In 1911, Samuel Bear, Jr. donated money to the city of Wilmington to build a school in honor of his beloved brother, Isaac Bear (1852-1911). Samuel and Isaac were in the dry goods business together for decades. Both were unmarried, they lived together, and they were very close. Isaac’s obituary spoke of “the devotion, the remarkable friendship and love that existed between” the brothers.
After Isaac died of a lingering illness, Samuel gave New Hanover County a school building in his memory. The Isaac Bear Memorial School opened in 1912 on Market Street, between 12th and 13th streets. It began life as an elementary school. Later, it was an annex to New Hanover High School. It then became home to the precursor to the University of North Carolina Wilmington (UNCW), which opened in 1947 as Wilmington College.
Although named after Isaac, when Samuel died in 1916, the school was listed as one of Samuel’s accomplishments by his friends: a memorial to him in the paper declared, “He gave the Board of Education of New Hanover County a handsome school building, known as the Isaac Bear Memorial School, located on Market street, not only because of his love for his deceased brother, but because of a like devotion to the children of the city of Wilmington.” The article continued, “He was modest almost to a fault and disliked any publicity as to his acts of charity and benevolence.” Despite his friends knowing Samuel disliked publicity, after his death, a tablet was dedicated at the school on January 30, 1917 which acknowledged both brothers.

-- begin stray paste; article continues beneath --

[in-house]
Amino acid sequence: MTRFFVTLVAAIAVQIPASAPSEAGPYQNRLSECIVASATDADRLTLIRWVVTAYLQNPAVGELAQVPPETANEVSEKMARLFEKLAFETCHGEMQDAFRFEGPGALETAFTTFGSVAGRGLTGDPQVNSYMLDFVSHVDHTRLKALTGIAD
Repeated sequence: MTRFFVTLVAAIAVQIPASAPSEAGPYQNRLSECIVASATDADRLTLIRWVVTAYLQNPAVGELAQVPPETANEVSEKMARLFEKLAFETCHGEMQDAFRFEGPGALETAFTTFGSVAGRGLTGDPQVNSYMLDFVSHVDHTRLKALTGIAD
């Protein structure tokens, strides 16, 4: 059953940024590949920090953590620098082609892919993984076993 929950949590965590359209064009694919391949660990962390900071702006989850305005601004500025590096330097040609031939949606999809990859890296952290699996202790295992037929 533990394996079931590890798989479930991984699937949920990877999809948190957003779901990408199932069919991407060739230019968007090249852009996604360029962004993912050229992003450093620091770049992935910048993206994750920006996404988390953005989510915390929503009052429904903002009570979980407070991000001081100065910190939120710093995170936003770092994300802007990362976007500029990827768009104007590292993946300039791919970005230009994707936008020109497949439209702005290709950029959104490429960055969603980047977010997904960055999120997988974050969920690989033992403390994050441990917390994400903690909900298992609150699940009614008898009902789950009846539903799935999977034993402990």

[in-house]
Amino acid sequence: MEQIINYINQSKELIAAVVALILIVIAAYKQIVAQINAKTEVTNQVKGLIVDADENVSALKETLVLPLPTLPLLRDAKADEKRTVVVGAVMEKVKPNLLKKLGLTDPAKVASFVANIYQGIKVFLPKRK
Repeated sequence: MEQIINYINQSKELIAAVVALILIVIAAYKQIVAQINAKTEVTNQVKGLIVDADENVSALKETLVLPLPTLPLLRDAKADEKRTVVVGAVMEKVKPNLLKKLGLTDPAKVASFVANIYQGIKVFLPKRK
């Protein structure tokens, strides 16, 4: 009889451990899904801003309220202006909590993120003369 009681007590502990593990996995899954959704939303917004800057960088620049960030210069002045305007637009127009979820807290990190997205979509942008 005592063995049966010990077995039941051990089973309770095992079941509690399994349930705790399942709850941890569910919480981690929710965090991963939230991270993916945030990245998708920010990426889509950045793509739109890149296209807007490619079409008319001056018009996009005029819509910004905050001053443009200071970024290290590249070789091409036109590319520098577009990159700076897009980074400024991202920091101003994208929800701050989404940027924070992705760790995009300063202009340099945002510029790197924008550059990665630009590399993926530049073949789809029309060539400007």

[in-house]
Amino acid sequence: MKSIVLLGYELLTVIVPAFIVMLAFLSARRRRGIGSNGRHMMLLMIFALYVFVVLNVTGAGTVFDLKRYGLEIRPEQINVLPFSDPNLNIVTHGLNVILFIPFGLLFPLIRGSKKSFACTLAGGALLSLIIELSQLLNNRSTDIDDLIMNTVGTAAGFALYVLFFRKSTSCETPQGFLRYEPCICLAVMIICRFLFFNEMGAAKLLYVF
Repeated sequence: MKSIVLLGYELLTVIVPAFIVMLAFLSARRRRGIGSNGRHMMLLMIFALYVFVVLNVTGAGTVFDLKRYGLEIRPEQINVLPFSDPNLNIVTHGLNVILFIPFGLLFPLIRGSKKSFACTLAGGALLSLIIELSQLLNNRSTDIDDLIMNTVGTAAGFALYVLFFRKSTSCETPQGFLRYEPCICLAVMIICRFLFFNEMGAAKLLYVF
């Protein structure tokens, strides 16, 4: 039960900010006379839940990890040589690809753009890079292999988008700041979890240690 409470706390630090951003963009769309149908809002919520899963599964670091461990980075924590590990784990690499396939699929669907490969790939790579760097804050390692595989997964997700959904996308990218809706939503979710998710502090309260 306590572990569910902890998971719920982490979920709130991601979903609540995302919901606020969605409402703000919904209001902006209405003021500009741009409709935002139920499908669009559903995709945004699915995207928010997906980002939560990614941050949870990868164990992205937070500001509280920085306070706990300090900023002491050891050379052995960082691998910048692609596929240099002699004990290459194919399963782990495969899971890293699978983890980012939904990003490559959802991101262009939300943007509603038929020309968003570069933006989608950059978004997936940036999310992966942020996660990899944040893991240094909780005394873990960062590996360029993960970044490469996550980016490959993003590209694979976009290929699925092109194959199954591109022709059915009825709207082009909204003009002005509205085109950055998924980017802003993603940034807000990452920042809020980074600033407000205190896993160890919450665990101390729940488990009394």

According to the Wilmington Morning Star, the unveiling was a “simple but impressive” event. There was music, including a specially-composed “Bear Memorial March,” and there were speeches. One of the speakers, Woodus Kellum, Esq., declared effusively “…public schools were in need of friends and patrons, and that a better use of money could hardly be made by any one than that of diffusing education among the boys and girls of today and of the future.”
When UNCW moved to College Road, the original Isaac Bear school building was torn down. The plaque that was unveiled in 1917 was subsequently moved to Bear Hall at UNCW, where it can still be seen today.
December: Holiday Gifts
November: A nurse comes home from war
October: Wartime football takes the bases by storm
September: Circus Day
August: Motorboat Racing
July: Celebrating Independence Day at the Beach
June: Wilmington Turns 200, June 21, 1939
May: Laura Grace Cox graduates from Tileston
April: Saint Marks Turns 100, April 1969
March: Troops Return Home, March 29, 1919
February: Black History Month turns 40
January: Fort Johnston and Fort Caswell are seized, January 8, 1861